The Trinidad Guardian / The Sunday Guardian will begin its series today on rehabilitation and reintegration-stories of the lives of inmates and ex-prisoners.
Today we speak with former inmate Quincy Roberts about his passion for music and where he wants to go in life.
The need to feel loved, wanted, important, and recognised for his gift often makes ex-prisoner Quincy Roberts awkwardly desire to be back behind bars.
“Don’t get me wrong, ‘eh’ miss,” he quickly chimes in. “I ‘doh’ mean go back there for doing something wrong. But when I was in prison I was a star. Everything was Quincy Roberts this, Quincy Roberts that.”
The father of two, who describes music as his lifeline, gained popularity in the throes of Port-of-Spain Remand Prison from this very love of music, quickly leading him to becoming an integral part of the various prison music bands.
Within six months of his incarceration, the then 25 year old became literate in music theory and versed on several instruments including the guitar, bass, drum, and keyboard. It did not come as a surprise to the former Beetham Gardens resident when he received a distinction in music through the prison’s music programme and soon after found himself as teacher of the art to other inmates. But that joy and sense of pride once felt by Roberts has died since the first-time offender, who spent nearly five years behind bars, was released on bail last year.
“Let me tell you something, eh. I love music so bad I’ll die for it. And when I was in prison, people…all them big musician who used to pass through, used to tell me ‘oh gosh, you could real play music, you could real sing.
When ‘yuh’ come out I want to help you do this and do that.’ And when ‘yuh’ come out of prison ‘yuh’ get to realise is just games people was playing with ‘yuh.’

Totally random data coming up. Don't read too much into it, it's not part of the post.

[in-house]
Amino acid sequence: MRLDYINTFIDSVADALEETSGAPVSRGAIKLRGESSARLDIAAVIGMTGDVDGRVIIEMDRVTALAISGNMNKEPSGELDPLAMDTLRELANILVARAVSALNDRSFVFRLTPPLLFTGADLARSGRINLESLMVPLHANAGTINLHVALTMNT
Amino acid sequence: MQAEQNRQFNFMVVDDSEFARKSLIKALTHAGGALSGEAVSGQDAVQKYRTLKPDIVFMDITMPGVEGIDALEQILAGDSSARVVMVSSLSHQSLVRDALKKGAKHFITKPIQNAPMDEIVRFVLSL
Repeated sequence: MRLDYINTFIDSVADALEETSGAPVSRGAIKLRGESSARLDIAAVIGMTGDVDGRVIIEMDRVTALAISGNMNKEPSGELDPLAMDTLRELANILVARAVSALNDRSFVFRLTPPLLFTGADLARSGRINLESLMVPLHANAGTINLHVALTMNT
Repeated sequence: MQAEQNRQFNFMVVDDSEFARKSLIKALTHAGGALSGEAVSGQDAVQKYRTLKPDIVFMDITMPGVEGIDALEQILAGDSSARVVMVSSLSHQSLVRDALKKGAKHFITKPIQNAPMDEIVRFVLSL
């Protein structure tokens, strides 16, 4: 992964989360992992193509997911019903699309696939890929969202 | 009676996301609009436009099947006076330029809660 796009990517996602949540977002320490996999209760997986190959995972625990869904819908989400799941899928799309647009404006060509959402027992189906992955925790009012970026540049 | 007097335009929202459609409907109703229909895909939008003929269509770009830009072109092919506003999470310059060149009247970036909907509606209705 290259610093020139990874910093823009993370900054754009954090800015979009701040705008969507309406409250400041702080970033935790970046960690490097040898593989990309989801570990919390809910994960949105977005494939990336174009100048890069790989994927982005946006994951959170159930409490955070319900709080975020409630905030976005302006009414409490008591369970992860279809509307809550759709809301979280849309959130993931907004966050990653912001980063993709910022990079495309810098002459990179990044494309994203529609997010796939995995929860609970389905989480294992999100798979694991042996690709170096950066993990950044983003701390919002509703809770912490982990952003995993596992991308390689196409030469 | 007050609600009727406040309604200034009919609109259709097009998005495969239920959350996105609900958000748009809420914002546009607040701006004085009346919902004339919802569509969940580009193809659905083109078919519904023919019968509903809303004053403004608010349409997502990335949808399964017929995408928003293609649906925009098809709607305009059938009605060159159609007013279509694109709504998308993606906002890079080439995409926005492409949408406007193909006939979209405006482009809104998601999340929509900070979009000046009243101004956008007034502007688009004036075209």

He explained that without support it’s difficult for an exprisoner to have a fruitful life after incarceration as they are not taken seriously and most times people are unwilling to give them a chance.
“Is a nasty stigma ‘yuh’ does get.
Everybody does think when ‘yuh’ come out of prison ‘yuh’ come out to do the same thing again. People don’t even know what you were in jail for. Some people went to jail innocently. But once they hear you ‘was’ in jail, they think ‘yuh’ is a criminal and a no good.” Roberts has been looking for work since his release but has been turned down each time he spoke the truth.
“Miss, I don’t want to lie or anything, so I does tell them the truth because with a record how you producing a certificate of character when they ask for it? So I does tell them the truth and that does be the end of the interview right ‘dey’.”
A hustle since returning to freedom During the Sunday Guardian’s coverage on the Charlotte Street vending issue back in April, we ran into the former Morvant- Laventille student who was selling produce at the corner of Queen and Charlotte streets. He tells us that has been his “hustle” since returning to “freedom.” But there is no real joy in doing this, he reiterates, as music is Roberts’s first and only love.